Should GPs give up independent contractor status?

NHS reform and calls for integration raise questions over GPs' contract. Neil Roberts reports.

Recent comments on the possible demise of GPs' independent contractor status by outgoing RCGP chairwoman Professor Clare Gerada went down, by her own admission, 'like a bowl of sick'.

Opinions are sharply divided over the benefits or otherwise of the self-employed partner model that has helped to define the British GP over 65 years of the NHS.

Professor Gerada called the model a 'millstone' around the neck of general practice, set up out of 'political and professional expediency'.

Compromise

The contractual arrangement was a compromise at the foundation of the NHS between the government and GPs who opposed losing their independence and becoming employees of the state health service.

Professor Gerada, who takes up a position overseeing primary care transformation in London with NHS England in November, made her comments while outlining her vision for GP-led, integrated provider organisations, a model she calls 'integrated care co-operatives'.

Speaking to GP, she says doctors in this system would be a mix of salaried and 'not-for-profit shareholders'. Independent contractor status is not incompatible with a move to federations and could even remain in place, she adds, if local areas want to keep it.

However, Professor Gerada believes the case for changing GPs' contractor status is overwhelming. 'We are expected to do more for less, we are expected to fund our own defence, our own training, we are expected to fund our own representation on committees, our own exam, our own examiners, we are expected to participate in inand out-of-hours care for no additional resources.

'I think the only way forward is for GPs to give up their GMS, PMS, to pool it and then to work with our secondary care colleagues to develop proper referral systems, proper care pathways.'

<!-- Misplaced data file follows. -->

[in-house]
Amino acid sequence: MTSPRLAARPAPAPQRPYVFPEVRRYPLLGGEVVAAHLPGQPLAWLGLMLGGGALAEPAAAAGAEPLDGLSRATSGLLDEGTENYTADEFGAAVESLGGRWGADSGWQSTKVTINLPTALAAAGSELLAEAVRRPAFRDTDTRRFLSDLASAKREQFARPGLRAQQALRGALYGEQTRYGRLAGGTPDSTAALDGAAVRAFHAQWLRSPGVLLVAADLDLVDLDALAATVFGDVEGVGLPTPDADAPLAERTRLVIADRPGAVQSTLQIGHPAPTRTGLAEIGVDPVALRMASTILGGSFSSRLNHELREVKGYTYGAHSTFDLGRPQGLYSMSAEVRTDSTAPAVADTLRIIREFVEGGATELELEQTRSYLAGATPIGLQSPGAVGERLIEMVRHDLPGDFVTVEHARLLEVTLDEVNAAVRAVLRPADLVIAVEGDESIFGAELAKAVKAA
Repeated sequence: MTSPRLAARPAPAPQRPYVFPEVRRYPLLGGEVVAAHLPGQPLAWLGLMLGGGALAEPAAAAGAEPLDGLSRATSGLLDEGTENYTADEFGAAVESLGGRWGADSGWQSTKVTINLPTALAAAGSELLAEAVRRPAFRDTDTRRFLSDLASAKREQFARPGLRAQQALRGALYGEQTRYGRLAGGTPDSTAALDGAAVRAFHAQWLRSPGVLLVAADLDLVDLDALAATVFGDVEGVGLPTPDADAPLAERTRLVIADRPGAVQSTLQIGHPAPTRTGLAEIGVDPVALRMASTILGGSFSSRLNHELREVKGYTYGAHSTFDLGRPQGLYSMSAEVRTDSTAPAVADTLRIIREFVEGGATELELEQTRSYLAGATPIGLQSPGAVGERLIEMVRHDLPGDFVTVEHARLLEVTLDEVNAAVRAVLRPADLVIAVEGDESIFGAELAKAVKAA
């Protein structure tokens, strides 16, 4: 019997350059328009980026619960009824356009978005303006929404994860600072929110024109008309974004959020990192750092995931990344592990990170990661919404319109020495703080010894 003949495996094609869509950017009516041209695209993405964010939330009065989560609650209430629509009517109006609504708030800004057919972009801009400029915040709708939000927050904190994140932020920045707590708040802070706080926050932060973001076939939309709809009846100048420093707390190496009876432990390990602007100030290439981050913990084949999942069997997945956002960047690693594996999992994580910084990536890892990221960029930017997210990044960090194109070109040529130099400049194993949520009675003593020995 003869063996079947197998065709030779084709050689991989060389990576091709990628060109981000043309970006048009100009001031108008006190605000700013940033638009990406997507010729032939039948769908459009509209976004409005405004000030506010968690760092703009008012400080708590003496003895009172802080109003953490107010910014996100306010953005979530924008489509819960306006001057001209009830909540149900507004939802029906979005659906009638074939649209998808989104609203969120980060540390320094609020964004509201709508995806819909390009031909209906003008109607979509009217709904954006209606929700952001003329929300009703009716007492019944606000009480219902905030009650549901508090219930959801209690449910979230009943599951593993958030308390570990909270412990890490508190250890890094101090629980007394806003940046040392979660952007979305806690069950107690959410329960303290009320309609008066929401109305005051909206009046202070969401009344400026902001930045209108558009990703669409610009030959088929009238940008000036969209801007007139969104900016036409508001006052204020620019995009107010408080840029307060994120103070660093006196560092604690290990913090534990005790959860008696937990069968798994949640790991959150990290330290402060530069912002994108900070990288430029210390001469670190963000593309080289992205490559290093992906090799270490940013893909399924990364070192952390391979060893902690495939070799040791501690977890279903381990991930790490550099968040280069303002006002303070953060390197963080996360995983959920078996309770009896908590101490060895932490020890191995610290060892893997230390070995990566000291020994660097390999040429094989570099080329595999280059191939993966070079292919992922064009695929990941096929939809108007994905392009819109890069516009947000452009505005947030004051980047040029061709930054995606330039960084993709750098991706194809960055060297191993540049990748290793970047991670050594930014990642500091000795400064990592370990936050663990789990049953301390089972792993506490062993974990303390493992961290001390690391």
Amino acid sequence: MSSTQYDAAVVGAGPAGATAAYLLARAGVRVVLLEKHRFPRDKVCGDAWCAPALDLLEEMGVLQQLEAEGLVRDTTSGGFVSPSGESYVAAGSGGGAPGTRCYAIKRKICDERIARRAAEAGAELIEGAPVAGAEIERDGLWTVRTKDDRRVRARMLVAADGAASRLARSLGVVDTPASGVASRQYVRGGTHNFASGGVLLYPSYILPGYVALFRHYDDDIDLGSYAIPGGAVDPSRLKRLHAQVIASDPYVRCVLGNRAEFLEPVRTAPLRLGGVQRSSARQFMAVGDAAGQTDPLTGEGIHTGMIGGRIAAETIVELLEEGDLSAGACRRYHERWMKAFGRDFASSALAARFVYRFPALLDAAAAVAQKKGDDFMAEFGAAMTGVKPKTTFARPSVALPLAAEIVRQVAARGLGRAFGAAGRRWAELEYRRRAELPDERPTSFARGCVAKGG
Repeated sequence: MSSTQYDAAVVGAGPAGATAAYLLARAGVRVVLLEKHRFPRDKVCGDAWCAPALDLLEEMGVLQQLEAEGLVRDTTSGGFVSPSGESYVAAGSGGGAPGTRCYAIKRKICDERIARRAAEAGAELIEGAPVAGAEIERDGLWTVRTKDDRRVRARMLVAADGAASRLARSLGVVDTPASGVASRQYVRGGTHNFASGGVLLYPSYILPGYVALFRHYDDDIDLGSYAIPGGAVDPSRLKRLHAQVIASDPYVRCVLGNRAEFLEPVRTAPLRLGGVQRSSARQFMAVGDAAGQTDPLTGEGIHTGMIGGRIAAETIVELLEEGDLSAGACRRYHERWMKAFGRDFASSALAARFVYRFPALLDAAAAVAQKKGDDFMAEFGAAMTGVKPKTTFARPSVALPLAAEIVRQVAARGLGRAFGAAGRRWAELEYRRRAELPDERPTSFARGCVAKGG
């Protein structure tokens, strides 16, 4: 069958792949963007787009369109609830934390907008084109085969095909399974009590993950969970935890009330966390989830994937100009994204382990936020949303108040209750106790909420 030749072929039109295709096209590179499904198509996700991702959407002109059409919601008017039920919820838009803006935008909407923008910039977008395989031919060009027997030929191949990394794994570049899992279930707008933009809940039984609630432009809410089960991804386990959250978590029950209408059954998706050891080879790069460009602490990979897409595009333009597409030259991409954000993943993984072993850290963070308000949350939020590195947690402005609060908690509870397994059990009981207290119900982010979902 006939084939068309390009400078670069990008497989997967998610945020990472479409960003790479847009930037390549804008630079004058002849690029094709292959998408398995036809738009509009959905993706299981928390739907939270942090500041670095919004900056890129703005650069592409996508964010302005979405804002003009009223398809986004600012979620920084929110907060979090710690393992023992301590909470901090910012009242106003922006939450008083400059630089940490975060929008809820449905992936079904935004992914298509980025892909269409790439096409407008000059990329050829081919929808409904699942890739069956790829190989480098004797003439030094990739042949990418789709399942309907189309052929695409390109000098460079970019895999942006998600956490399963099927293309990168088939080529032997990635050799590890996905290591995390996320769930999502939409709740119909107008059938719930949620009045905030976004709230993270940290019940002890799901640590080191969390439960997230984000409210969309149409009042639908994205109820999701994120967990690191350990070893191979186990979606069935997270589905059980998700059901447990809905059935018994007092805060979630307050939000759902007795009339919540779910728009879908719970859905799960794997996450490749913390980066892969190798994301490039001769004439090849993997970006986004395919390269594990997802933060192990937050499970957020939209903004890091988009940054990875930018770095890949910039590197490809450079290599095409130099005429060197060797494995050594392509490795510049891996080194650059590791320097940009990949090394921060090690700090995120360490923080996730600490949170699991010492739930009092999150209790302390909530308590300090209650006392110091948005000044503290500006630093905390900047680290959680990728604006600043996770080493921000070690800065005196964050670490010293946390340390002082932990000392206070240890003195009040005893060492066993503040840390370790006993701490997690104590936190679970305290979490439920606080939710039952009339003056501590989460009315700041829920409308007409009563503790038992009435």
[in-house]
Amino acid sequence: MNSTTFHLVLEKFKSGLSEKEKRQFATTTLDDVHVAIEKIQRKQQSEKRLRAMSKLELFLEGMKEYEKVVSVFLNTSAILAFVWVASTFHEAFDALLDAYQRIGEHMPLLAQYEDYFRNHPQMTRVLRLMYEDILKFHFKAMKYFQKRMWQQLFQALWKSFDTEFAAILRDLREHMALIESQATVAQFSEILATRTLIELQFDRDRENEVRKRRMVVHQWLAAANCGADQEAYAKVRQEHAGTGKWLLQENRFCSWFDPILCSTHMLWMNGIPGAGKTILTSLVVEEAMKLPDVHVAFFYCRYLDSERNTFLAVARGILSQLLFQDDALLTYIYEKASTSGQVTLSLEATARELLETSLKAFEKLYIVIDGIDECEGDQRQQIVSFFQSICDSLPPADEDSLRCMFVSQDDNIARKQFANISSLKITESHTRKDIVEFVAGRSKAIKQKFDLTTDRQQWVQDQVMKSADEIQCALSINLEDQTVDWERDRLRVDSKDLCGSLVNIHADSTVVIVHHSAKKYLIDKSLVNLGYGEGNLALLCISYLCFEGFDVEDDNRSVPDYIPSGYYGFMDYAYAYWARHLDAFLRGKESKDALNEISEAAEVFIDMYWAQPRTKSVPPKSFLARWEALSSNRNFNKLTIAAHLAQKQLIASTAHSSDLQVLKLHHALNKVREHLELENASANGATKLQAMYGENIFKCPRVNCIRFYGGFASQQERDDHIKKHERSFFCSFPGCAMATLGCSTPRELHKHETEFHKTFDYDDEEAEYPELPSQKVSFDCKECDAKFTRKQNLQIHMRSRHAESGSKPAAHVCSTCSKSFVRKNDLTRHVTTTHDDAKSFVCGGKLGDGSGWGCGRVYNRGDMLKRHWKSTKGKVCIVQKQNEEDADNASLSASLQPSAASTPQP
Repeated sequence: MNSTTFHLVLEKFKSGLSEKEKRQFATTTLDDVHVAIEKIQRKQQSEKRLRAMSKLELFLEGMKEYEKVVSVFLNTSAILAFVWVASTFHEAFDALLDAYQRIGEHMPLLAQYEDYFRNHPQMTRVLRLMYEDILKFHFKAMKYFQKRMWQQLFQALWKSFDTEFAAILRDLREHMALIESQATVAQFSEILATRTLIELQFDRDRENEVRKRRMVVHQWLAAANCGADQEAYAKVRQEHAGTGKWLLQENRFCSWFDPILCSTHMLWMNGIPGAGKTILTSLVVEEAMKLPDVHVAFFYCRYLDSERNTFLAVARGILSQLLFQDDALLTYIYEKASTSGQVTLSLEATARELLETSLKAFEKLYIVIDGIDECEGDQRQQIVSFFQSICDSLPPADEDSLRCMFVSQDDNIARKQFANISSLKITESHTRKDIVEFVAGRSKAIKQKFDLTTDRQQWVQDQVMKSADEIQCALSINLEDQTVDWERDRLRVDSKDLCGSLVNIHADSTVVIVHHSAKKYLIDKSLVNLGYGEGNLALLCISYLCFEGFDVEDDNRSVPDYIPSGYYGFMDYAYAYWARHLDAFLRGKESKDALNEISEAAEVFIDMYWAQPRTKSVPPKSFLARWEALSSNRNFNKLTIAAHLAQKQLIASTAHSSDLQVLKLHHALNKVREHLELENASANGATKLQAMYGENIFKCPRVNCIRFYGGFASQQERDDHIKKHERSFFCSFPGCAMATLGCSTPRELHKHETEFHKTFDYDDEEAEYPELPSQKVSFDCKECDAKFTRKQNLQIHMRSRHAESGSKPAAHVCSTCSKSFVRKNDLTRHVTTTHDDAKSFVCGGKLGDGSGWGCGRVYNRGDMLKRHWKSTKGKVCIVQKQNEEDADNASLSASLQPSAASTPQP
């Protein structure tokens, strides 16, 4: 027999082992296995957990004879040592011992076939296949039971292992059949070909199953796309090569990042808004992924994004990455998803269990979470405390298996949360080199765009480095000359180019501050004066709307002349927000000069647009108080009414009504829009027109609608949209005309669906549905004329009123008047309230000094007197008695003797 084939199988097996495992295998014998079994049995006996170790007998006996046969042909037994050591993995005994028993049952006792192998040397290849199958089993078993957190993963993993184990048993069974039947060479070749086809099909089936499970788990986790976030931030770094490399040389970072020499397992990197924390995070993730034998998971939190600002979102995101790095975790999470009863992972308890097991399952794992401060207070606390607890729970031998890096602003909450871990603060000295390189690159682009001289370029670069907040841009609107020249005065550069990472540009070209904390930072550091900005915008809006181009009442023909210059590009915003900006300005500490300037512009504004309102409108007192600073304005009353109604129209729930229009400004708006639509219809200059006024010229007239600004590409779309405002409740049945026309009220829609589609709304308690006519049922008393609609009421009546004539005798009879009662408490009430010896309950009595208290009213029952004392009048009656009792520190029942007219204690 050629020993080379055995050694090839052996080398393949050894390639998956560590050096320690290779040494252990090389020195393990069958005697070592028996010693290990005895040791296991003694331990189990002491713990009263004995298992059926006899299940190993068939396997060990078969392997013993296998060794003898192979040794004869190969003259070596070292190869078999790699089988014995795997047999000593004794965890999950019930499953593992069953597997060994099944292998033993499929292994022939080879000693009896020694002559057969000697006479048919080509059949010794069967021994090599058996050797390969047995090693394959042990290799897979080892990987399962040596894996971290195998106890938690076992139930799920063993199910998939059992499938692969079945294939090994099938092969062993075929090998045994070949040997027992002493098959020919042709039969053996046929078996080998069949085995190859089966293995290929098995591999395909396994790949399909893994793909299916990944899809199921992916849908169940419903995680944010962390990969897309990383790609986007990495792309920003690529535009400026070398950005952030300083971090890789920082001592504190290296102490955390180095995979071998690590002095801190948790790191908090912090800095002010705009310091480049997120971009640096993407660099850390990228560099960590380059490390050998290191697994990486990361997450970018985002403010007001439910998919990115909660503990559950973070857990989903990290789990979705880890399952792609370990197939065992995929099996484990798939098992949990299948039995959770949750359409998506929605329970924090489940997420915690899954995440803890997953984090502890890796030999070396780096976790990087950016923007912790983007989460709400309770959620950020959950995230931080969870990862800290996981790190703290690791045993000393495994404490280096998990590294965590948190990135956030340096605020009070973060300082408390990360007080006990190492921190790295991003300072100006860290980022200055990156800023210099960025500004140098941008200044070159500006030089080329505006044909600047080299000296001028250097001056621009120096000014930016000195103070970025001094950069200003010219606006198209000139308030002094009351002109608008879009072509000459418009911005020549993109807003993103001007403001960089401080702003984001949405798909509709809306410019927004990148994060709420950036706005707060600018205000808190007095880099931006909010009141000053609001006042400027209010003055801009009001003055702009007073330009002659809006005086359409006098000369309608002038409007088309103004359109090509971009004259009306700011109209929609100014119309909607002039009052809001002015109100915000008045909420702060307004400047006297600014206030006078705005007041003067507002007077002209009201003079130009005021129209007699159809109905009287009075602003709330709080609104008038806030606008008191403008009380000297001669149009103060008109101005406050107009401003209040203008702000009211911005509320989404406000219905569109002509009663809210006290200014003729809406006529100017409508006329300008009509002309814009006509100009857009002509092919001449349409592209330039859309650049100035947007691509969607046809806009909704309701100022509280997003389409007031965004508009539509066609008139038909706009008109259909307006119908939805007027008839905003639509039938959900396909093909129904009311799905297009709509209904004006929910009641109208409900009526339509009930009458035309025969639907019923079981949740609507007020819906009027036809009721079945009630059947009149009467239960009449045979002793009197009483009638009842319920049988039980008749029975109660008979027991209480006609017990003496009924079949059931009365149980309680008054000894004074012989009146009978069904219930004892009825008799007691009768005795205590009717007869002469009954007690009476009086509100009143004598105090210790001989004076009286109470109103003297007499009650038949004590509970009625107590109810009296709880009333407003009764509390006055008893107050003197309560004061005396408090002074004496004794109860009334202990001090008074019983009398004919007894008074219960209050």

Long-time advocate of a salaried profession Dr Peter Fellows was a GP in Gloucestershire and a GPC member for more than 20 years before he retired earlier this year. He agrees that the cost of partnerships has become prohibitive for young GPs, many of whom would rather take salaried work. It has become 'increasingly threatening' for GPs looking at partnership with the amount they have to stump up.

After years of tight contracts, independent practice is becoming increasingly difficult to sustain, says Dr Fellows, and a salaried service is now 'on the cards'.

'More and more people are coming round to the idea that the only way we will improve the lot of GPs is if we are salaried,' he says.

In the Journal of the Royal Society of Medicine, GP and head of primary care at Imperial College London, Professor Azeem Majeed, also argues that it is time for GPs to become NHS employees.

'Under the current capitation-based funding method, GPs face unrestricted demands for their services and their time, while having to operate on a fixed budget,' he says.

Moving to a salaried service could overcome the divide between principals and salaried GPs, he adds.

That need for a more 'egalitarian' approach is recognised by the chairman of the National Association of Primary Care, Dr Charles Alessi, who says independent contractor status was created at a time when the doctor was 'the beginning and end of everything'.

The need today for relationships with a wider, multidisciplinary and integrated team puts the independent contractor at a disadvantage. Another problem with the self- employed model for Dr Alessi is that it favours smaller practices, when there is a growing 'necessity to have scale'.

Financial pressure

On top of financial pressures, there are cultural drivers against independent contractors.

Ross Clark, a partner at law firm Hempsons who specialises in establishing GP provider organisations, argues that there are patientand doctor-led cultural factors.

Patients' access demands and the changing outlook on work-life balance by GPs could both eventually spell the end for the independent, self-employed GP, he says.

Some who regard independent contractor status as having brought great benefits to the profession admit there are problems.

Chairman of the Family Doctor Association Dr Peter Swinyard says while it is not dead yet, it 'may be struggling'. 'It's very hard to think you have a great deal when your income is going down year on year,' he says.